Peak oil notes - Sept 13
Developments this week
After increasing steadily for six trading sessions, NY oil declined on Wednesday to close at $97.01 after the EIA reported an unexpected increase in US crude inventories. London’s Brent crude, however, continued to climb to the highest close since mid-August at $115.96 a barrel. By last week US crude production and imports had largely recovered from Hurricane Isaac leading to a 3.7 million barrel increase in imports over the previous week.
The major news of the week was the decision by Germany’s Constitutional Court that the country can contribute $245 billion to the European Stability Mechanism. This should allow the Eurozone crisis to bump along somewhat longer. Last week the ECB said it was ready to buy unlimited quantities of short-dated government bonds; however, there were many possibly unacceptable strings attached.
Traders are waiting to see if the US Federal Reserve will add to the $2.3 trillion in bonds it bought between December 2008 and June 2011 in the first two rounds of quantitative easing. Some word on this is expected Thursday. They are also expecting some word from Beijing on a new fiscal stimulus plan. China’s implied oil demand fell in August to a 22 month low of 8.92 million b/d as its economy and foreign trade slows.
US gasoline futures, which have been rising steadily since late June, fell on Wednesday despite a decrease in gasoline inventories last week. Many analysts believe that oil prices are due for a decline now that the summer driving season is well over and the switch to cheaper winter blends has begun.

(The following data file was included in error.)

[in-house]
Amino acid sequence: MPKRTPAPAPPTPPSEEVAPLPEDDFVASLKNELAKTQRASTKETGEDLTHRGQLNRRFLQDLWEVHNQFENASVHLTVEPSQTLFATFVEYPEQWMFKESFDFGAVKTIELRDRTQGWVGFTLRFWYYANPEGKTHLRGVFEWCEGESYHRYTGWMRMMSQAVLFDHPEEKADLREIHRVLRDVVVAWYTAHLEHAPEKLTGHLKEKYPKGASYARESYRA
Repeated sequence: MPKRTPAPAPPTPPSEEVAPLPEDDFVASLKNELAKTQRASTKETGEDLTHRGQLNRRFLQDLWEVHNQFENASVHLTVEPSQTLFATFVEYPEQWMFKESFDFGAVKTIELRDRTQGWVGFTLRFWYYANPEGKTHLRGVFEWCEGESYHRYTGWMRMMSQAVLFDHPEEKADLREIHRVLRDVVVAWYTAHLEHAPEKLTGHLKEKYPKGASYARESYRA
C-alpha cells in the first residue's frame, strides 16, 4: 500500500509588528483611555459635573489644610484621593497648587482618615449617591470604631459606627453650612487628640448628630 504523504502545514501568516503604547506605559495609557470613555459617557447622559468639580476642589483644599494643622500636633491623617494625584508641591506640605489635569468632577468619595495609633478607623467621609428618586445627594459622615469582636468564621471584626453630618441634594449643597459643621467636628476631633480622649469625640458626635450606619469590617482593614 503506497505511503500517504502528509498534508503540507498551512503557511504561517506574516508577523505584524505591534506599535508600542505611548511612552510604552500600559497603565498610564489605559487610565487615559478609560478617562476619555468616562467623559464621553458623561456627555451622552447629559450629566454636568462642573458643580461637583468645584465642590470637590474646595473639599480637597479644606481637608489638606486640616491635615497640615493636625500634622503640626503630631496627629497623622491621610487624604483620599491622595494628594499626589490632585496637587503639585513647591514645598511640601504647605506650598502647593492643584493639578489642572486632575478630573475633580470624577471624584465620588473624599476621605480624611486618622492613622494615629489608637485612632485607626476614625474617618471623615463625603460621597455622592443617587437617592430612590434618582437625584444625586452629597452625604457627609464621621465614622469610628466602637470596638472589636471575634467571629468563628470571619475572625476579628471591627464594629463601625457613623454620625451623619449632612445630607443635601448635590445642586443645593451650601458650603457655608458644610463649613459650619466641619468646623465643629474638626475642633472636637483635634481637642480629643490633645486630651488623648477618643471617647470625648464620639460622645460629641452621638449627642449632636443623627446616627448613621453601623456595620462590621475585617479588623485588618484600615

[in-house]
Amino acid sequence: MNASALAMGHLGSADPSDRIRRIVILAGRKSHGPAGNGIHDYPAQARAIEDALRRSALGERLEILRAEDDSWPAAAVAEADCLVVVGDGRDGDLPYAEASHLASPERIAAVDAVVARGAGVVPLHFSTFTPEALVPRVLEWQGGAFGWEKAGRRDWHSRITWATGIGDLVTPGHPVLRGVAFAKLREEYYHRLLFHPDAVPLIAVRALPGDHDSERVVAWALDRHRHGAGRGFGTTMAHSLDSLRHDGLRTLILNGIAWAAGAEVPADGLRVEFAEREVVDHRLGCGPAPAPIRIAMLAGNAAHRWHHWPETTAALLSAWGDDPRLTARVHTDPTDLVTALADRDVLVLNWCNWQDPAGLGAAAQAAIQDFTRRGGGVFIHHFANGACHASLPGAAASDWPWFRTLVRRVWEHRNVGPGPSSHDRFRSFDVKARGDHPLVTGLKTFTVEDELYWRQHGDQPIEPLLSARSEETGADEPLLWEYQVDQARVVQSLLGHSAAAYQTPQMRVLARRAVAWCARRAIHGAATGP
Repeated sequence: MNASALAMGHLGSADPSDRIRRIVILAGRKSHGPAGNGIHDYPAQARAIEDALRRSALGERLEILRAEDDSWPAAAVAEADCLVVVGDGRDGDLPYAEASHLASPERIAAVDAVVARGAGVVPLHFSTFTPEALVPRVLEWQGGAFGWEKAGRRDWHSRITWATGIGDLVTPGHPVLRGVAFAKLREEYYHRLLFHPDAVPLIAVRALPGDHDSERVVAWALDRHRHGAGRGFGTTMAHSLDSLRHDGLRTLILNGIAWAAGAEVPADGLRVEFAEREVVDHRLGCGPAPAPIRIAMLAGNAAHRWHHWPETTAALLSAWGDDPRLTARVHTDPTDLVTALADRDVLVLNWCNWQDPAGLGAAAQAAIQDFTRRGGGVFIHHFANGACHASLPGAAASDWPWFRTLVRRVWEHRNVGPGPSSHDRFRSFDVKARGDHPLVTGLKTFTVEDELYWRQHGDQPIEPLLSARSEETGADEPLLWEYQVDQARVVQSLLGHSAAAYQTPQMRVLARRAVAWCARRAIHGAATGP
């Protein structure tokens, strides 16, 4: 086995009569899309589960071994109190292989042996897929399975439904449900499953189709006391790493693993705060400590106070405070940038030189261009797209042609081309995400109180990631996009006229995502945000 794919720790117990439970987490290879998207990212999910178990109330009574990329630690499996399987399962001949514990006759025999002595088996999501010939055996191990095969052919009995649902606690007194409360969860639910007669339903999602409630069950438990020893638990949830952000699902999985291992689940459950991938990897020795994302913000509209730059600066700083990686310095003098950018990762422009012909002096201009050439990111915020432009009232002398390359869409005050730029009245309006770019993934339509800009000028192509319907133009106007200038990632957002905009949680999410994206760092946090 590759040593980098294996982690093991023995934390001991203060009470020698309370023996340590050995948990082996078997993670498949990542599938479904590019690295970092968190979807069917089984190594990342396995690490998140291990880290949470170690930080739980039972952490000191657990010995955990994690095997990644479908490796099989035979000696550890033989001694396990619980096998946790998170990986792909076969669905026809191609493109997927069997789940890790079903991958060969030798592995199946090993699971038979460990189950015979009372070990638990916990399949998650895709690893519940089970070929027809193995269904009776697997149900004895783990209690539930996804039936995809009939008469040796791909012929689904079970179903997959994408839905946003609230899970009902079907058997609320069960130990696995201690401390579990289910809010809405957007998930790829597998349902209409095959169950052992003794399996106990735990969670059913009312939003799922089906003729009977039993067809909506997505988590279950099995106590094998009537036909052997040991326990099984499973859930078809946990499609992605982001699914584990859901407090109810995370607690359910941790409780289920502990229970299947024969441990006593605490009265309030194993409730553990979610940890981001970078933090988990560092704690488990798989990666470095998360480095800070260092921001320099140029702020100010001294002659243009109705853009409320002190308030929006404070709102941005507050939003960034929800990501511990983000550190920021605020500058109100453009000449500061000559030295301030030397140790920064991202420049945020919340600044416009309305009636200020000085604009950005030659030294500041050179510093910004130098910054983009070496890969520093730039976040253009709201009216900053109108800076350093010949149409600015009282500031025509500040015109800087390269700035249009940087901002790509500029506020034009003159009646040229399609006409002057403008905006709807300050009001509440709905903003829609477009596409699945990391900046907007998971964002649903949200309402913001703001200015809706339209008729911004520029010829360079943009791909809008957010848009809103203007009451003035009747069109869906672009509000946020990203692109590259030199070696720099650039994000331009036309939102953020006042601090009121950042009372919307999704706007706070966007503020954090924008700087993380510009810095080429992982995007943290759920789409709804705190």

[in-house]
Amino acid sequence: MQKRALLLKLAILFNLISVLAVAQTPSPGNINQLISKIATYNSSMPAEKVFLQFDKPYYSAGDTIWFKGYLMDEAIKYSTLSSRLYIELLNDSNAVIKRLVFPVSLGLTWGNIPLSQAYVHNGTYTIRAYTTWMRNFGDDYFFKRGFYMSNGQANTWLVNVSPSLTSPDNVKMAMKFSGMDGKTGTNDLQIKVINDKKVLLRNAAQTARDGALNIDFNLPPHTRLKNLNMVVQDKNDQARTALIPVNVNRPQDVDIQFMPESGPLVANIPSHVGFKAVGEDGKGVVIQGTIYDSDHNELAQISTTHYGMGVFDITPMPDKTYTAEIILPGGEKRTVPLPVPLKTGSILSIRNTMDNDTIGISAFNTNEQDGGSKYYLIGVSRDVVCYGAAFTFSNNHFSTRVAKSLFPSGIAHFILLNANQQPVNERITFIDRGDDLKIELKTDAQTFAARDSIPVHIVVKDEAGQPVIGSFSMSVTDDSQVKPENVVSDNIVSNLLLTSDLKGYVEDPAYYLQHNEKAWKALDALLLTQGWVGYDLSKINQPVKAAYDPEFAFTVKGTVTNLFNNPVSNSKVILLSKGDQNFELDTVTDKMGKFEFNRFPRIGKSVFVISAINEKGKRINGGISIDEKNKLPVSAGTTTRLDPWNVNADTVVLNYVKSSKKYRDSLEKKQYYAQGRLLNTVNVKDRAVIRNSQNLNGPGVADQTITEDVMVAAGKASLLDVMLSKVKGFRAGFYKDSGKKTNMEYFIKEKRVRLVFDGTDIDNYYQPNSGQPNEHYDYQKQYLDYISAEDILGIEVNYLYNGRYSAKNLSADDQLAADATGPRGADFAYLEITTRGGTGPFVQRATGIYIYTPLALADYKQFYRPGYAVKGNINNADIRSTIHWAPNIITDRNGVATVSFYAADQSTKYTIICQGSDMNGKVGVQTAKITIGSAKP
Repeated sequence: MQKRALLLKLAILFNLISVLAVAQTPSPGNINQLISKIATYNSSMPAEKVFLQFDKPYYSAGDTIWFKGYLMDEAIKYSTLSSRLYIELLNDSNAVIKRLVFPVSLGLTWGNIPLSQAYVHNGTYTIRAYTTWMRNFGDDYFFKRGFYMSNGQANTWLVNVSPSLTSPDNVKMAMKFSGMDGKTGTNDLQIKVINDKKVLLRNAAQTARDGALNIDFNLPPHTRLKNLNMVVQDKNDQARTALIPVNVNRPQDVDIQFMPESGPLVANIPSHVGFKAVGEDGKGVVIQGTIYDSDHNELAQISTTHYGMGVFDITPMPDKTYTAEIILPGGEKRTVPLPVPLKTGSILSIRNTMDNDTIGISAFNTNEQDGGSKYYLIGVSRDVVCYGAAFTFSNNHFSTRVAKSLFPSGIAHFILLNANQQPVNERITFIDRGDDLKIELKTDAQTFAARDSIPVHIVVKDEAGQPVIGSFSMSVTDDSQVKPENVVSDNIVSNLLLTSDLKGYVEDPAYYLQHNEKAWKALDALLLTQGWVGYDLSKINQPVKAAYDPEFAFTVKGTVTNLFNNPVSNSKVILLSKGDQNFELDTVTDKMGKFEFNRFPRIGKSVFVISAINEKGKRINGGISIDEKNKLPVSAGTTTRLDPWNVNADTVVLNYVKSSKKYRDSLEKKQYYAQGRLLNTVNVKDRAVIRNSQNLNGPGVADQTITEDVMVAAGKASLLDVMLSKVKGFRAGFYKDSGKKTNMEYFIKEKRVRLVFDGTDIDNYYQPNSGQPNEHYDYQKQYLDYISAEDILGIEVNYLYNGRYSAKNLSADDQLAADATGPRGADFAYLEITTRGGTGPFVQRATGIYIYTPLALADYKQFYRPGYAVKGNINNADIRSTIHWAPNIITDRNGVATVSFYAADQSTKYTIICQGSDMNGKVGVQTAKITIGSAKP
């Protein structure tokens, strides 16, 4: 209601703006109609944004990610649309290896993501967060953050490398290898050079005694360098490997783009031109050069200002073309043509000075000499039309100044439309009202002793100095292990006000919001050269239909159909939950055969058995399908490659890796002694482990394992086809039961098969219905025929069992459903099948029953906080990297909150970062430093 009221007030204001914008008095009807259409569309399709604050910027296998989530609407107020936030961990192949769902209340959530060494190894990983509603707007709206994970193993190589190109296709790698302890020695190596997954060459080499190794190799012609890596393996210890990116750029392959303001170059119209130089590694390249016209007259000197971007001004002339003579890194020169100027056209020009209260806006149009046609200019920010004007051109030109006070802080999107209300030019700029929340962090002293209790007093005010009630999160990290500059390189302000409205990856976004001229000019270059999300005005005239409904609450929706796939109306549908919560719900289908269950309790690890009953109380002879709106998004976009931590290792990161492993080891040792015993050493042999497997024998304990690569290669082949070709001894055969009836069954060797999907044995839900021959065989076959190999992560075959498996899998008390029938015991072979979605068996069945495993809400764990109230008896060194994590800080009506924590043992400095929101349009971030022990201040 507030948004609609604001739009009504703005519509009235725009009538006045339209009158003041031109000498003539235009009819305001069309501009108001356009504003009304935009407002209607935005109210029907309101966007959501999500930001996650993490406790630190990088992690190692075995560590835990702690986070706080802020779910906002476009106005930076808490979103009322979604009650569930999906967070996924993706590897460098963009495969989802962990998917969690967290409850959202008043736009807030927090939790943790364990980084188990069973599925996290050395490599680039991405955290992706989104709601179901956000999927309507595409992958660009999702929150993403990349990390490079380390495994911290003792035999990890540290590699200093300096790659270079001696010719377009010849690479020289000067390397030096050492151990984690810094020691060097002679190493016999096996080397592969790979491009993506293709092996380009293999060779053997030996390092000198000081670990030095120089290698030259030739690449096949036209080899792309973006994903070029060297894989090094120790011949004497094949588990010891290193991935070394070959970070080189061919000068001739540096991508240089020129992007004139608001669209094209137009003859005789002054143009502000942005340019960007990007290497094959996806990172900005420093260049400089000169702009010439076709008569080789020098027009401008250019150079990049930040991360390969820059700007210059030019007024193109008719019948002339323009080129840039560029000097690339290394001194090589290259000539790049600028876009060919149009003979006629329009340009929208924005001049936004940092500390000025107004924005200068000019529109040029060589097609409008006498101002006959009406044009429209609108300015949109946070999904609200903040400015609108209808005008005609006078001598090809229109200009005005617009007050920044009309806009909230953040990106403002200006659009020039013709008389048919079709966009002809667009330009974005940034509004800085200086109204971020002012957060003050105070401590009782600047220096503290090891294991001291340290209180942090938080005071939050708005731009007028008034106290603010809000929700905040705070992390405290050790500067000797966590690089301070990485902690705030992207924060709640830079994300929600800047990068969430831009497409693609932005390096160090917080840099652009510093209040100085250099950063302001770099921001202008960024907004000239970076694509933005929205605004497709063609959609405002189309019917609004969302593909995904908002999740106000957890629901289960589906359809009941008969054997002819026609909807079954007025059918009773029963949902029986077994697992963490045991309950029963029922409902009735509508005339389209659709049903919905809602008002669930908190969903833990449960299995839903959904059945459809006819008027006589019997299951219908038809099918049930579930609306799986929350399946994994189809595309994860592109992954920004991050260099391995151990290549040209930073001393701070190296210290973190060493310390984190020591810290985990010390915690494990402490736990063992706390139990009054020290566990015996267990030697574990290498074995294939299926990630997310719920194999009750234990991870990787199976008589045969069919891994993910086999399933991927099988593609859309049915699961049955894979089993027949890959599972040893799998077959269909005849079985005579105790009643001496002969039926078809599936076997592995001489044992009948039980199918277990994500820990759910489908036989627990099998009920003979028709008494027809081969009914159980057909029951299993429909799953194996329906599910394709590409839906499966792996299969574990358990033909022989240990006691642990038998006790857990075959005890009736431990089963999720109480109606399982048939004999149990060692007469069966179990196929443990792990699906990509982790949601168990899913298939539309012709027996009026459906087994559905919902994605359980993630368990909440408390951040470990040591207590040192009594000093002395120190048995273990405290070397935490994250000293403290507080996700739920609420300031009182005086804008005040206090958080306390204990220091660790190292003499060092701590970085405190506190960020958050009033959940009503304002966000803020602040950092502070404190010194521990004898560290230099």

The top geopolitical story so far this week was the reported refusal of President Obama to meet with Israeli Prime Minister Netanyahu at the UN meeting later this month. The snub resulted in a blast from Tel Aviv to the effect that the US had no moral right to restrain Israel from bombing Iranian nuclear facilities. The Israelis continue to call of the US to set “red lines” which Tehran’s nuclear program must not cross or it will be attacked by the US.
The IEA’s monthly Oil Market Report says that global production slipped by 100,000 b/d in August to 90.8 million b/d. It also reports that Tehran managed to push its exports slightly higher last month to 1.1 million b/d. It also reports that global demand increased by 1.2 million b/d in the 2nd quarter as Japanese utilities sought to replace the power from shut-in nuclear plants. OECD crude stocks increased by only 10 million barrels in July, about half the normal level. Preliminary data suggests that these stocks declined by a counter-seasonal 24 million barrels in August. US crude stocks are running about 50 million barrels higher than normal for this time of year, while Europe which has to deal with the Iranian sanctions is about 55 million barrels lower. These numbers may account for the seeming lack of interest by European nations in releasing strategic stocks to lower US gasoline prices prior to the election.
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